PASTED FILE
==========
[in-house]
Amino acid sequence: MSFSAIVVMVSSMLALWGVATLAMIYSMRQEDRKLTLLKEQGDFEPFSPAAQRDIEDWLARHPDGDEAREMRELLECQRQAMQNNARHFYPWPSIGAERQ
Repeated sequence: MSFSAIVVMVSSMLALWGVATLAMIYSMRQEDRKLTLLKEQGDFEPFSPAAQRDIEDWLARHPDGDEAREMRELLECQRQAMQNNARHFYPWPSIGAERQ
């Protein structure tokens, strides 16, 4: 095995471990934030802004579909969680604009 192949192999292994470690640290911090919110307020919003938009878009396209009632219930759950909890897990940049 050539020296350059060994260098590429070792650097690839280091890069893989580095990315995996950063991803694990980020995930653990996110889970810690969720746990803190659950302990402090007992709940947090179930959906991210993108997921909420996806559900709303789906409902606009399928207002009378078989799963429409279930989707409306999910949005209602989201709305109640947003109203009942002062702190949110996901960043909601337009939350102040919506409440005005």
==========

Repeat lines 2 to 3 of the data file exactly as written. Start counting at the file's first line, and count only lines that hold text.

Amino acid sequence: MSFSAIVVMVSSMLALWGVATLAMIYSMRQEDRKLTLLKEQGDFEPFSPAAQRDIEDWLARHPDGDEAREMRELLECQRQAMQNNARHFYPWPSIGAERQ
Repeated sequence: MSFSAIVVMVSSMLALWGVATLAMIYSMRQEDRKLTLLKEQGDFEPFSPAAQRDIEDWLARHPDGDEAREMRELLECQRQAMQNNARHFYPWPSIGAERQ